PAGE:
As often happens, things have to get worse before they can get better. That's the case with Western Avenue. Just patching or even resurfacing wasn't going to cut it. It needed to be torn up and rebuilt. Albeit at a snail's pace, work on the water lines began in June, followed by the roadwork in July.

The pace of construction and the inconvenience to the street's denizens are points of contention among residents of this politically charged small town.

"My section is now worse than it was," Broderick-Villa said of the excavation in front of his house.

"Two nights ago, I couldn't make it up my driveway. After four times, I figured I'd gun it and see what happened."

"He completely hit rock bottom," said McKee, his next-door neighbor.

On the priority work list in 1998

Western Avenue dates back to at least the 1930s. It probably began as a trail or a path that became a dirt road, no different than many other roads throughout the county. Eventually, it got a layer or two of asphalt, but never the rock-and-gravel road base that enables a road to stand up to the punishment of traffic.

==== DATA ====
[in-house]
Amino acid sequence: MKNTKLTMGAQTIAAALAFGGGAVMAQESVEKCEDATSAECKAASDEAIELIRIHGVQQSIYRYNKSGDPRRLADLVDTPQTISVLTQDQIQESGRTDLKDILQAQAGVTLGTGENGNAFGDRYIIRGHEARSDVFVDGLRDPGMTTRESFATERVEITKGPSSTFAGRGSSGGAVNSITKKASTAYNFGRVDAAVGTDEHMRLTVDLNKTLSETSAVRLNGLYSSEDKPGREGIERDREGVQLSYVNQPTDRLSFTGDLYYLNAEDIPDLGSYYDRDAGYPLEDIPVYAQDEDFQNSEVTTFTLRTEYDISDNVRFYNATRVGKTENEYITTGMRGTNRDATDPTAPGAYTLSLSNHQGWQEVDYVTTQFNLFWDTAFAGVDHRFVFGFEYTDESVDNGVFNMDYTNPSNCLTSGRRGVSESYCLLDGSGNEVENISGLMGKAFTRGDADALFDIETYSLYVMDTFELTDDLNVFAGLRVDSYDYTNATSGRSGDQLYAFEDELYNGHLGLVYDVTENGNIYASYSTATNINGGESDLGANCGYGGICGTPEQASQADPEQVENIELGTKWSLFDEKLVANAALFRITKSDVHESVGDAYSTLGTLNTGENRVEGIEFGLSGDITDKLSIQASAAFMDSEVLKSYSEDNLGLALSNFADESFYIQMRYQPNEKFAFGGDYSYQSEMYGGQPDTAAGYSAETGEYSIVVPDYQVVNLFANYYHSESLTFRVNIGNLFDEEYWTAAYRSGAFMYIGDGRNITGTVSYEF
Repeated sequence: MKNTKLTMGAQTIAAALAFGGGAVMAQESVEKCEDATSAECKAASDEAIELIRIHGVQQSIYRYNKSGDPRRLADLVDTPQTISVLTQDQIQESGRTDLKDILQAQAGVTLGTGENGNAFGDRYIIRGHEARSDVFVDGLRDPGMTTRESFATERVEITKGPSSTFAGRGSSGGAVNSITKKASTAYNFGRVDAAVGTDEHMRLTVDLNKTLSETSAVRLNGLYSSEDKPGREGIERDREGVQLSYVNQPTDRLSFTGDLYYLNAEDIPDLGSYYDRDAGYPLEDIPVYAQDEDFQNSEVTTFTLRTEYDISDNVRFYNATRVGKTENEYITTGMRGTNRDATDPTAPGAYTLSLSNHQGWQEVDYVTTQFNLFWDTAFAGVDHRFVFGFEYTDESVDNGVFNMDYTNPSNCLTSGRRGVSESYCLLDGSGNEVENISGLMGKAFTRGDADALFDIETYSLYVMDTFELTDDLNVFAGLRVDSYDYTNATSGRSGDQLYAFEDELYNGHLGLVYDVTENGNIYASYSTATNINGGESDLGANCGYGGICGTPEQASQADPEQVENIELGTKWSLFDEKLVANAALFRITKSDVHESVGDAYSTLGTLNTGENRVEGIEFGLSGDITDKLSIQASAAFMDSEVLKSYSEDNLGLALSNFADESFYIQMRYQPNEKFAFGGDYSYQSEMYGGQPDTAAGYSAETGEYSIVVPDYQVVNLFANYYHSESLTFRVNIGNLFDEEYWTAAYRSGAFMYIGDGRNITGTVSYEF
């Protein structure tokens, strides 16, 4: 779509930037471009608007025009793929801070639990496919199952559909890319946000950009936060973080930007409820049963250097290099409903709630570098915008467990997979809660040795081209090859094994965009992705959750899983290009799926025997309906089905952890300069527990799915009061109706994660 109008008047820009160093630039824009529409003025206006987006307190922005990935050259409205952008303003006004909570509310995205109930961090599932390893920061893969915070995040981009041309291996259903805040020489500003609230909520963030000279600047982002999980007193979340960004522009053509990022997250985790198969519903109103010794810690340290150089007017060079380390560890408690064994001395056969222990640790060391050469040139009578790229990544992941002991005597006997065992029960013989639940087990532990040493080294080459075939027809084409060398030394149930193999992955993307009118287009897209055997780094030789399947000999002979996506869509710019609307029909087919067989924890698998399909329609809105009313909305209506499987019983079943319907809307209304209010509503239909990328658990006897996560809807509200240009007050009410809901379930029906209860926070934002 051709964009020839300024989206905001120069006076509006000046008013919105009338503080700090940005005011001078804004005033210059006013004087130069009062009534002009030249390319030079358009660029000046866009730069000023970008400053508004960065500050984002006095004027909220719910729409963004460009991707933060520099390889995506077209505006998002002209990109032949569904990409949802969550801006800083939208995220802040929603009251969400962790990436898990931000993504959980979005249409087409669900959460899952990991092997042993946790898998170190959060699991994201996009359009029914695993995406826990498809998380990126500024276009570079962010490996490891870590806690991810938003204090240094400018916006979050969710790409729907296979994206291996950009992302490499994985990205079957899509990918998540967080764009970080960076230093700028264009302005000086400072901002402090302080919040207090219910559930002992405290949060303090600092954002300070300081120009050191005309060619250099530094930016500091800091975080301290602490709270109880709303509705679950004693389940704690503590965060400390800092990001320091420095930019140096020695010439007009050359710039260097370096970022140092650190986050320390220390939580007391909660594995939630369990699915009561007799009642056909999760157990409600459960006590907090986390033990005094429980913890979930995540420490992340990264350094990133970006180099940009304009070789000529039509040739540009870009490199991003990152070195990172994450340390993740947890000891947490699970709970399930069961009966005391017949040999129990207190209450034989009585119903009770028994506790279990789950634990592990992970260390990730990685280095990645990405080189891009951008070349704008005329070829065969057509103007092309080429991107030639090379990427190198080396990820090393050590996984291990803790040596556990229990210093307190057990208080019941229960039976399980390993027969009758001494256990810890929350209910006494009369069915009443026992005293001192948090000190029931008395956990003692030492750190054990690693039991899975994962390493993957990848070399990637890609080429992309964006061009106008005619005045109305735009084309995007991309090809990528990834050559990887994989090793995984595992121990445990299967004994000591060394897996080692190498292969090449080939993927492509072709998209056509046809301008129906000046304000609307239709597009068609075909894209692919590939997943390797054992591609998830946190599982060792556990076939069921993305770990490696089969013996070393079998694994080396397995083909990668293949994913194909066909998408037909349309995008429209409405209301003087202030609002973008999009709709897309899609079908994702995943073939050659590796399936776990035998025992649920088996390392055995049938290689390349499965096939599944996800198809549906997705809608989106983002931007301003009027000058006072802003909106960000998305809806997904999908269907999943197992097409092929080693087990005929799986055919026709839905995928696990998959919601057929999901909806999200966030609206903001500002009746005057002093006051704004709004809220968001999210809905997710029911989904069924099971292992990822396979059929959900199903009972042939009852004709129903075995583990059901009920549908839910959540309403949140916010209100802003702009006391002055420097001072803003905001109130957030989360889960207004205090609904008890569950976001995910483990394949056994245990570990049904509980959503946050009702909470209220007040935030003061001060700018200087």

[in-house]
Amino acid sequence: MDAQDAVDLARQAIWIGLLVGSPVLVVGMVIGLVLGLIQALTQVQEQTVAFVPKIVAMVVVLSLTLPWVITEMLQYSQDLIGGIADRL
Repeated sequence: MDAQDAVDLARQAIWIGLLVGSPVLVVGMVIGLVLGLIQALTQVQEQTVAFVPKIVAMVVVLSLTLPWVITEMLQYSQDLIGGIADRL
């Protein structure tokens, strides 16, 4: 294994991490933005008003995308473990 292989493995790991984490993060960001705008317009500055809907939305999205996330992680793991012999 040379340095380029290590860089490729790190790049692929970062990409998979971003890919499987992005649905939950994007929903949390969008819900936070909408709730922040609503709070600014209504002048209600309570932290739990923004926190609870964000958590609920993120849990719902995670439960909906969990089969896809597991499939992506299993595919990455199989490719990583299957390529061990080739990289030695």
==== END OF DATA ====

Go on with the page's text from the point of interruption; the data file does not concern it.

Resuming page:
It somehow managed to go decades without being properly repaired or being rebuilt.

"When I got here in 1998, the public works director said, 'Here's a list of priorities,' " City Administrator Chuck Deschenes said. "Western and Oden (Drive) were on it then."

Until now, he said, Waterford didn't have the money. To finance the project, the city needed to pool five or so funding sources, including federal dollars. Some of the funding had time limits -- use it by a certain time, or lose it.

You have to wonder when the project would have begun had those restrictions not forced action.